Mahatma Gandhi once described seven dangers to human virtue:
1. Wealth without work
2. Pleasure without conscience
3. Knowledge without character
4. Business without ethics
5. Science without humanity
6. Religion without sacrifice
7. Politics without principle
As we reflect on these words, the first thing that occurs to me is how unusual it is today for someone to speak of human virtue. Does anyone want to be ‘virtuous’? What do we imagine that might mean? It has a very unusual overtone, perhaps of moral superiority—and at least in Australia no one would claim that—lest they be ‘cut down’ by the ‘tall poppy’ syndrome.
Still, if we go beyond the word ‘virtue’, there is a lot of insight and wisdom, as well as challenge, in this statement. Let’s think of it in terms of our goal or objective: to live a good life, a worthwhile and healthy life. And that means a good life together, not just as an individual. So this is a vision of the good society, a community worth working towards and trying to preserve. What would it be like?
Well, Gandhi lists many of the things people value and strive for: wealth, pleasure, knowledge, business, science, religion and politics. We might think of them a bit differently, but in essence these 7 things sum up so much of what is going on in our society, and I think he means to imply that they can all be good things. In fact we might suggest that in some way they are all necessary things—even if some might debate whether ‘religion’ is necessary or even a good thing. Others might say that about wealth or even politics!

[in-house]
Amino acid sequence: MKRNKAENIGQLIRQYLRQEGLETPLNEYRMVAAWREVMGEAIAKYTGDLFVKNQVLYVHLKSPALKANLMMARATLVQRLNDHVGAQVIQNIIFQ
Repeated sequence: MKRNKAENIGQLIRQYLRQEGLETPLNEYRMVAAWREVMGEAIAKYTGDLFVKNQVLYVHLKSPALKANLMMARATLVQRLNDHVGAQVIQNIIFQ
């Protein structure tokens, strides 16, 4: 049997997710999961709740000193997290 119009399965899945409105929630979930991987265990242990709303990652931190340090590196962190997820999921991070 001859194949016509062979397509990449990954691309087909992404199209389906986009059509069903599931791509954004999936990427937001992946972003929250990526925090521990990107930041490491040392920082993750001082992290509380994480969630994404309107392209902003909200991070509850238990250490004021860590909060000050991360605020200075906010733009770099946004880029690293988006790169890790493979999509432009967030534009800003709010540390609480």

Still that’s not Gandhi’s main concern. His concern is that all of these good things actually need to be moderated. Wealth without work is a real danger to human flourishing: especially if that wealth is gained through other people’s work, but not our own!
We could go down each of his list and see how the 7 positive goods can be undermined by the lack of a moderating element.
I’m intrigued, though, by the suggestion of ‘religion without sacrifice’. I wonder what he meant by that. Religion that costs nothing—like Bonhoeffer’s idea of cheap grace? I can affirm that point. But I think I would suggest that religion without grace is the great danger: religious doctrines and attitudes that focus upon ‘virtue’ but without compassion, including towards oneself, here is a real danger.
I am glad I came across this great saying of a truly wise teacher. I think it’s good to consider these ‘dangers’.These are things we should avoid, if at all possible.
But I am always keen also to know what is the positive message here. In my view, we need to add to this great statement some vision of what will make possible this human ‘virtue’ or flourishing we might all wish and pray for.
Here the Christian faith offers the idea of a ‘spirit’ of life, a personal reality with whom we can engage, indeed who indwells our lives as individuals and as communities. This spirit works not to negate our own thinking and desires, but actually evokes within us courage and hope, wisdom and love.
The apostle Paul, in the New Testament, described the human community as a garden in which the spirit is working to produce fruit. Together, guided by the spirit, we may grow some virtue and avoid some of those dangers, and live a joyous and quality life.